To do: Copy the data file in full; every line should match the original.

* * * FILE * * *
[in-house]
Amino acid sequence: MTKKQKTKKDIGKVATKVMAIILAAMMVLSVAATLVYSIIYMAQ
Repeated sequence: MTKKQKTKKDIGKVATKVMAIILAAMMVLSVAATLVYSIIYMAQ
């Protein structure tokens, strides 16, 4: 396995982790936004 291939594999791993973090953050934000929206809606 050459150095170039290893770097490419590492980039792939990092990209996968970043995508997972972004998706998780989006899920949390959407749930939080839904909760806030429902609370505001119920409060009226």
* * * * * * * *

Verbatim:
[in-house]
Amino acid sequence: MTKKQKTKKDIGKVATKVMAIILAAMMVLSVAATLVYSIIYMAQ
Repeated sequence: MTKKQKTKKDIGKVATKVMAIILAAMMVLSVAATLVYSIIYMAQ
């Protein structure tokens, strides 16, 4: 396995982790936004 291939594999791993973090953050934000929206809606 050459150095170039290893770097490419590492980039792939990092990209996968970043995508997972972004998706998780989006899920949390959407749930939080839904909760806030429902609370505001119920409060009226």